## Talk about the Review Problems for Exam 1 here

Here are some

to the Review Problems.

Question: I'm still a bit confused about the definition for the dimension of a matrix. I understand that the dimension of A (or nullity, depending on what you're looking for) = (# variables/# columns) - (rank of A). To me, this would mean that the dimension is not generally equal to the rank.

However, I am confused by p. 300 of the book, which says that the dimension of V is "the maximum number of linearly independent vectors in V," which is the same definition of rank, given on p. 297. Furthermore, p. 301 says that the "row space and column space of matrix A have the same dimension, equal to rank A." I don't know what I am missing here; what is it that am I misunderstanding about the way this is written?

Reply from Bell: A matrix doesn't have a dimension. But it does have a rank, which is the dimension of the row space. That theorem says that the dimension of the column space is equal to the dimension of the row space. The nullity is the dimension of the null space, i.e., the dimension of the space of solutions x to Ax=0.

In general, the dimension of a vector space is equal to the number of vectors in a basis for the space, which is the same as the maximum number of linearly independent vectors in the space.

Question continued: But what I don't understand is that if dimension = rank, then how is it also equal to (#variables) - (rank)? If I have a vector space after row-reducing that looks like this

1 7 9 10 | 0 0 0 0 0 | 0 0 0 0 0 | 0 0 0 0 0 | 0

I would say that the rank is 1, and that the dimension is 4 - 1 = 3, not 1, because there are 3 free variables. I'm really sorry, but I'm still confused.

Reply from Bell: Yes, the rank is 1, and the null space is spanned by 3 linearly independent vectors (and that number is equal to the number of free variables).

The rank plus the number of free variables alwasy adds up to the number of variables, 4 in this case. It all adds up.

Rank + Nullity = # of columns in A.

is the same as saying

(# bound variables) + (# free variables) = (# of variables)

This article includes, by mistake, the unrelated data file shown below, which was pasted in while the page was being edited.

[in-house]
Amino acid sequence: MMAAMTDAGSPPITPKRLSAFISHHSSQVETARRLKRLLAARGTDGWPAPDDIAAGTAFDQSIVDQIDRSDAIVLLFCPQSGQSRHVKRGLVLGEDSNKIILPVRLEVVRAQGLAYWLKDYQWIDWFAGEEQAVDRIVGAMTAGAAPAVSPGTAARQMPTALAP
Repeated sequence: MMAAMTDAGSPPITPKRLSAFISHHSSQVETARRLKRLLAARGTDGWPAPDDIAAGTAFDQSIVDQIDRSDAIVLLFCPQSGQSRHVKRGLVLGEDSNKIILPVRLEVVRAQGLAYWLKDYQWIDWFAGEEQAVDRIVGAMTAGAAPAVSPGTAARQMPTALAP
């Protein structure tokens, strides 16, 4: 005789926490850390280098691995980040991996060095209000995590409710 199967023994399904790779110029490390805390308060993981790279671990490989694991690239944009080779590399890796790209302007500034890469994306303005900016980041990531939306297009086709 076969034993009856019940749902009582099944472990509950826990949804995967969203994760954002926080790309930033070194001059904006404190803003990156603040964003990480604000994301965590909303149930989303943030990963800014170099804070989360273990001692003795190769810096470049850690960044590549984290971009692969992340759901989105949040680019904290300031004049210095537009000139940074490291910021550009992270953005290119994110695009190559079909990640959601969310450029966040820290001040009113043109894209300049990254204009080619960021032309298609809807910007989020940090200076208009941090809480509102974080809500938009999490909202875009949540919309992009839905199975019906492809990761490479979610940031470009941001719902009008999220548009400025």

When you say "dimension = rank" you are using the word dimension to refer to the dimension of the vector space given by the linear span of the rows of A, i.e., the row space of A.

Question: For problem 2d of the review exam, you had the null space as being spanned by

[-1 -1 1 0]^T

and

[-4/5 -8/5 0 1]^T.

Why isn't the null space [-3 -1 1 0]^T and [-4 -8/5 0 1]^T since the matrix is in row echelon form?

Answer: To get the basis vectors, let one of the free variables be equal to one and the other (or others) equal to zero. Then you do back substitution from the row reduced equations to solve for the bound variables. Make a column vector out of the results to get a basis vector for the null space. Repeat for the other free variables to get the whole basis.

Question: I'm just really confused because when I do this problem, I first set x3=0 and then x4 = 1, then vice-versa. The basis I get is [11 -8 0 5]T and [0 -1 1 0]T. What am I doing wrong here?

Answer: Maybe you row reduced to a different matrix and so it is possible to get a different correct answer. Did you look at the solutions to the review problems posted at the top of this page?

I am also confused on part 2B. I am getting a column basis of [1 0 4]T, [0 1 -1]. What am I doing wrong?

Answer: You might be right. If you look at Bell's lecture from Monday, you'll find that he threw out this kind of problem from the exam. He also explained why having pivots in columns 1 and 2 implies that columns 1 and 2 from the original matrix form a basis for the column space (but that fact will not be tested because the book did not mention it).